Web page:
Our countdown of the greatest Olympic athletes for each event group continues with the men’s throws
Winning one Olympic title is an outstanding achievement in itself. But winning four consecutive Olympic golds across a space of 12 years is simply staggering.
American discus thrower Al Oerter did exactly that. Just weeks after turning 20, Oerter made his Olympic debut at the 1956 Melbourne Games. Up against world record-holder Fortune Gordien, Oerter surprised his US team-mate to take gold with a PB and Olympic record of 56.36.
But the following year Oerter’s career almost came to an abrupt end when he was involved in a car crash. He made a great recovery and made it back in time to defend his title at the 1960 Olympics in Rome. Once again he was up against a world record-holder, this time fellow Rink Babka, and once again Oerter came out on top.
Babka led for the first four rounds, before passing on some advice to Oerter ahead of his fifth throw. The words of wisdom did the trick and Oerter sent the disc flying out to 59.18m – just 73cm short of Babka’s world record. It was another lifetime best and an improvement on the Olympic record he set four years prior.
Another American, Jay Silvester, beat Oerter to the accolade of becoming the first man to break 60 metres, but in 1962 Oerter became the first man to break 200 feet when he set his first of four world records in the event with 61.10m.
By the time of the next Olympics in 1964, Oerter had extended his world record to 62.94m. Despite suffering from injuries to his neck and ribs, such was his dominance in the event – especially at the Olympics – Oerter was still considered the favourite. He duly delivered and continued his streak of Olympic records, winning with 61.00m.
Oerter was 32 years old when it came time again to defend his Olympic title in 1968. Earlier that year Silvester had broken the world record with 66.54m, but Oerter’s competitive record at the Olympics was unmatched, making for a mouth-watering head-to-head in the discus at the Mexico City Games.
But that clash never materialised as Silvester finished down in fifth place. Oerter, meanwhile, once again struck gold – an unprecedented fourth consecutive title – and again bettered the Olympic record with his 64.78m throw.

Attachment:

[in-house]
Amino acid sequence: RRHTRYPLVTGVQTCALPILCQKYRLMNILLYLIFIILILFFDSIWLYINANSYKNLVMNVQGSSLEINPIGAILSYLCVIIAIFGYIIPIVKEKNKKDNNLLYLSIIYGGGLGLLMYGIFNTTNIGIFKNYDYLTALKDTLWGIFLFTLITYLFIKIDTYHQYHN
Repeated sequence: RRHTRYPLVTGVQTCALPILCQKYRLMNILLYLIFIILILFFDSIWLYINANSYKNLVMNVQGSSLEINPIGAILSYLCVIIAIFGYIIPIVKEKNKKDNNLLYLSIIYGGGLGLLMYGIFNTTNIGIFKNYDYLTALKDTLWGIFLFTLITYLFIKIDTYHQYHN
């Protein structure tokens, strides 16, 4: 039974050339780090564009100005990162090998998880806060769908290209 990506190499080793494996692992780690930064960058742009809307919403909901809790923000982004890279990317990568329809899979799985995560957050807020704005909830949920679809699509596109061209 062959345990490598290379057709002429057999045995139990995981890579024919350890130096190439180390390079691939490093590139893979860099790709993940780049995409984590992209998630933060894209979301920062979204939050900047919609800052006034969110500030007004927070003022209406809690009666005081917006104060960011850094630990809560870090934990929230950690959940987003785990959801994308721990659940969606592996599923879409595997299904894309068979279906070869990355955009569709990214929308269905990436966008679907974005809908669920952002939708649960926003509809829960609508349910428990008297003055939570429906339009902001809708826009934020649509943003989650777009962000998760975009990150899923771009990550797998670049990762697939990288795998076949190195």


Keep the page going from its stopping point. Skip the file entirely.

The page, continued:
Oerter retired at the end of that season, but made an incredible return 11 years later in an attempt to compete at the 1980 Olympics. Upon returning to the sport, Oerter produced the best throws of his career, culminating in a 69.46m lifetime best at the age of 43. But his return did not work out as planned and he finished an agonising fourth at the 1980 US Trials, missing out on making the team for the Games.
In those later years of his career, Oerter reportedly threw an unofficial 74.67m in training – farther than the current world record.
While in his late sixties, Oerter, who had struggled with high blood pressure all of his life, became terminally ill with cardiovascular disease and passed away in October 2007.
The other athletes who received votes from readers of Athletics Weekly.
The Czech javelin thrower came close to matching Oerter’s record of four consecutive Olympic golds. After taking the silver in 1988, Zelezny went on to win gold in 1992, 1996 and 2000. His world record of 98.48m, set in 1996, still stands today.
Winner of the Olympic hammer title in 1976 and 1980, the latter with a world record, the Soviet thrower would have been heavily favoured to win the 1984 title too had it not been for the boycott of the Los Angeles Games. Two years later he set the current world record of 86.74m when winning European gold and he followed it two years later with Olympic silver.
While Oerter dominated the discus in the Fifties and Sixties, fellow American O’Brien was the leading force in the shot. He won gold at the 1952 and 1956 Olympics, following it with silver at the 1960 Games. Creator of the glide technique, O’Brien set 17 world records in the event.
Holder of the longest-standing current men’s world record with 74.08m, German discus thrower Schult won Olympic gold in 1988 and silver in 1992. Although he never came close to replicating his world record, he was very consistent when it mattered, and between 1983 and 2000 he finished in the top eight in all 14 major championship finals he contested.
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